J. Brian Bird


Beach changes and recreation planning on the west coast of Barbados, West Indies

J. Brian Bird

Geographia Polonica (1977) vol. 36, pp. 31-42 | Full text

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White, coral sand beaches, interrupted occasionally by low limestone cliffs form the west coast of Barbados for 20 km between Harrison Point in the north and Fresh Water Bay near Bridgetown. Clear, usually calm seas wash the coral reefs that fringe the coast and sunshine exceeds 3000 hours in the year. It is hardly surprising that tourists from northern countries have increased ten fold in the past seventeen years to more than a quarter million persons annually. Although today they produce an income for the island comparable with that from sugar, the traditional economic leader, they have brought with them inevitably various environmental, economic and social problems. Not least of these is the danger that continuing pressure from hotel construction and from the new and large, if albeit transitory, population along the coasts will be fol-lowed by degradation of the inherently high quality coastal environment that attracted visitors in the first place.

Damage to the littoral physical environment may include pollution of the beach and adjacent terrace areas, pollution of inshore waters with destruction of the reefs, and alteration of the beach morphology and associated sediments. This third aspect forms the core of the present study. The environmental system of the shore zone is dynamically complex due to the interaction of physical vari-ables of both marine (waves, longshore currents) and terrestrial (fluvial, ground-waters, etc.) origins, biological variables (coral, beach vegetation), and man's activities since settlement commenced in the early seventeenth century. The basic environmental question facing recreational planners on the west coast of Barbados is whether a steady state exists between the interdependent variables, and over what duration of time this has been achieved; and particularly wheth-er changes in specific variables generate further changes, normally perceived as being degradatory, or do feedback relationships exist so that the system is selfregulatory at least until a specific threshold of disruption is reached.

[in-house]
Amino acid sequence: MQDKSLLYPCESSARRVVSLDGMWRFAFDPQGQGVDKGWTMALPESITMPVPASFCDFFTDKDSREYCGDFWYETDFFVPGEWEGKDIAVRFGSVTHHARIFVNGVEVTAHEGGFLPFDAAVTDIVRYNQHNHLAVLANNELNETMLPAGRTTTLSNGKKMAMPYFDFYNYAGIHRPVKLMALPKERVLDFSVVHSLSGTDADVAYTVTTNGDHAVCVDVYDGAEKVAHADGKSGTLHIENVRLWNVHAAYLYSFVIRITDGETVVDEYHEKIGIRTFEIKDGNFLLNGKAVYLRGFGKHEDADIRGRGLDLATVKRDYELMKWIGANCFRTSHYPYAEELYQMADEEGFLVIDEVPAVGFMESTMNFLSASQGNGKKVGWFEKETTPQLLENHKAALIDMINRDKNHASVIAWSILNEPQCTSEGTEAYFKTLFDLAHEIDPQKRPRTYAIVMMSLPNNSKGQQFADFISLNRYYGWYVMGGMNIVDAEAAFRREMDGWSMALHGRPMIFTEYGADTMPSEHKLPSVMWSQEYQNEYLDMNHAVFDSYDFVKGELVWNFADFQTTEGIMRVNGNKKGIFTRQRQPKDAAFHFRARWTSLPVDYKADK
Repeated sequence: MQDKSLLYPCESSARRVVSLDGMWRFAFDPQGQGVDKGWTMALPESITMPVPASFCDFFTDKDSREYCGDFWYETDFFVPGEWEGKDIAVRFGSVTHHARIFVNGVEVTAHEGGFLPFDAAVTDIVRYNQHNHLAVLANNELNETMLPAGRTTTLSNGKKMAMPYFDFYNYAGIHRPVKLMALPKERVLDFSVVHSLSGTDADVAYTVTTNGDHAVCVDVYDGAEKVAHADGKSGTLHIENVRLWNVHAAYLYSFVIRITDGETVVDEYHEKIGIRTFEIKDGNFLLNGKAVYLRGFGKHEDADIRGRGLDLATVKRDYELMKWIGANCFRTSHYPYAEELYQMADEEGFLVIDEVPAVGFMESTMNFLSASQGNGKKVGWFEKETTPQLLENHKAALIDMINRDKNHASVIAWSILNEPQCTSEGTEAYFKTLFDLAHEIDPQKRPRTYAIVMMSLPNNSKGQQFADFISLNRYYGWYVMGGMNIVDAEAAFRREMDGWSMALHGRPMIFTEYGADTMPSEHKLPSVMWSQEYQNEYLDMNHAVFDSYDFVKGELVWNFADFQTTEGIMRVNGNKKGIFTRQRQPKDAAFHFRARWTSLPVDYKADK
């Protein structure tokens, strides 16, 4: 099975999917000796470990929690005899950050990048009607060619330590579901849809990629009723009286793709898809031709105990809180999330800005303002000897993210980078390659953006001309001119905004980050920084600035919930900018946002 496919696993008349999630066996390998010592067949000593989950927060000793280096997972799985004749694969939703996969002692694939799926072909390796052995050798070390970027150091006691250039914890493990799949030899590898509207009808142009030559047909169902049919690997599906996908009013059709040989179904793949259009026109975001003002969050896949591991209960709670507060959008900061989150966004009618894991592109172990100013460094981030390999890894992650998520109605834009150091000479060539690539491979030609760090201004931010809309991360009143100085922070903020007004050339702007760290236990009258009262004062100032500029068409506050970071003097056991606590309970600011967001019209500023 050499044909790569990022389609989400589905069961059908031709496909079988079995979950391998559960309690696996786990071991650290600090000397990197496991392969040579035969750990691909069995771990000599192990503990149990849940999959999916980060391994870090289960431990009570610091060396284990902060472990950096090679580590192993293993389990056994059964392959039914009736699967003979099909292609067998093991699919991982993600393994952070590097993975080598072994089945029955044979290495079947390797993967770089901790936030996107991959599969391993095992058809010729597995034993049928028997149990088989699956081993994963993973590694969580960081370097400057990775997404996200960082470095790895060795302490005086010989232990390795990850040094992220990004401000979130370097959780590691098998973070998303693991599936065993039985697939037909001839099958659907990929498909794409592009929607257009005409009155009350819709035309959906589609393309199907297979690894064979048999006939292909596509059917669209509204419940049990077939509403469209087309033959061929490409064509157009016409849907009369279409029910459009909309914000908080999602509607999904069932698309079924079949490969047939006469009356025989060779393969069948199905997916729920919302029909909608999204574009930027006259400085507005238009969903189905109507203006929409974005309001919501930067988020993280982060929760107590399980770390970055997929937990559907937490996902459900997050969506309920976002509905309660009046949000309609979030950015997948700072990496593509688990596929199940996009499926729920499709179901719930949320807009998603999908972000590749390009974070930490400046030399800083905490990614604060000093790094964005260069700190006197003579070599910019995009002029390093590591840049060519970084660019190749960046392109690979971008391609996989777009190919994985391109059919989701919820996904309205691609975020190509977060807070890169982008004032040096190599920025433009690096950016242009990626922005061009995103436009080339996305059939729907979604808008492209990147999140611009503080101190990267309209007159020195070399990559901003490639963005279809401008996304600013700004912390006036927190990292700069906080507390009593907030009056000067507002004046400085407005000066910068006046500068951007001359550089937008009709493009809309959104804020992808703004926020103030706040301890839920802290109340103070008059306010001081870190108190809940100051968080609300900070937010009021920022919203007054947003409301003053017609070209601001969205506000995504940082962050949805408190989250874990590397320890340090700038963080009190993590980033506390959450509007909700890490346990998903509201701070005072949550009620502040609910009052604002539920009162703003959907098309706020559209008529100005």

J. Brian Bird, Professor, Department of Geography, McGill University, Montreal, Canada